Phil Ivey is getting sued by Borgata, an Atlantic City casino, for winning almost $10 million on the Baccarat tables. In 2012, Ivey had several inordinately successful nights at the casino after making a special set of demands, which included a private room, a dealer that spoke Mandarin Chinese, an automatic shuffler, and the casino letting Ivey use a specific deck of Gemaco cards.
Ivey’s stipulated cards had asymmetries on their backs, and his stipulations made it so he and a partner could exploit important differences and give themselves a 6.765% advantage over the house (which is typically favored 1.06% over the player). NorthJersey.com quotes Borgata’s suit:
The pretext given for some of these requests was that Ivey was superstitious. Ivey misrepresented his motive, intention and purpose and did not communicate the true reason for his requests to Borgata at any relevant time. Ivey’s true motive, intention, and purpose in negotiating these playing arrangements was to create a situation in which he could surreptitiously manipulate what he knew to be a defect in the playing cards in order to gain an unfair advantage over Borgata.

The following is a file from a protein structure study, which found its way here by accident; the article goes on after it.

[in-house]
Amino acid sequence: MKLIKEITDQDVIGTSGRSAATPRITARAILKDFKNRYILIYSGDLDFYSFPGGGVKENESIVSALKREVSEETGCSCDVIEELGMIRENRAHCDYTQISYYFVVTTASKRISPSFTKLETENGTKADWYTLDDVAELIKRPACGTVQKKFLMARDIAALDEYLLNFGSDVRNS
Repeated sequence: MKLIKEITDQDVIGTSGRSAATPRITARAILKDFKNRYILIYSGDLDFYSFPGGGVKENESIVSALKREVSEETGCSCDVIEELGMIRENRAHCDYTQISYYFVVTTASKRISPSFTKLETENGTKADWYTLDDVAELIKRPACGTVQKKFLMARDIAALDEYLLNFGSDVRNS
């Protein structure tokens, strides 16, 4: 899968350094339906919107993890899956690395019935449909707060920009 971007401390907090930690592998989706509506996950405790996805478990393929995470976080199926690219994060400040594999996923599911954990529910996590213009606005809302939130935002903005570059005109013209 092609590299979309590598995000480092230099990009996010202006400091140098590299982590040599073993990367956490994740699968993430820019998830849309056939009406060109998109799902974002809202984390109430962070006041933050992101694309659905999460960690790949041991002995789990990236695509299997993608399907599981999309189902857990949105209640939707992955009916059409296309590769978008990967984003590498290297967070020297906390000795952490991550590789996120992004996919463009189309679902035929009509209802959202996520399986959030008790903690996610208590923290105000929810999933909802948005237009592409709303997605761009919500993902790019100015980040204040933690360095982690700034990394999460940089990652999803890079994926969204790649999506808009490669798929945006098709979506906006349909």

For some more general background information, Grantland had a story last year detailing the specifics of this “edge-sorting” strategy that Ivey was similarly accused of using in London (for which Ivey is actually suing because his winnings went unpaid by the casino), while this 2012 AP Heat post goes over the intricacies of the math.
It is the irony of ironies that Borgata, who claims the “loosest slots in Atlantic City” but nevertheless held 8.3% of slot machine deposits in the first nine months of 2013, would cry foul over lopsided advantages.
However, whether or not it is illegal, should we consider what Ivey did to be untoward? “In my opinion, it’s unethical,” freelance journalist David Purdum, who has been covering the gaming industry for six years, tells The Big Lead. “Bringing a defective deck and using it to give you an advantage crosses the line. If Ivey spotted a defect in the cards already in play at the casino, that’s a different story.”
But the casino should have better controls in place — Ivey’s scheme was carried out on four nights throughout the year. This case would seem to be the opposite scenario of the guy who got drunk for a weekend in Vegas and then sued to recoup his losses.
“Regardless, if I’m in charge at Borgata,” Purdum continues. “I’m reviewing the competence of my staff. With all of Ivey’s special requests, how do you not suspect something’s up while it’s going on and stop the game?”
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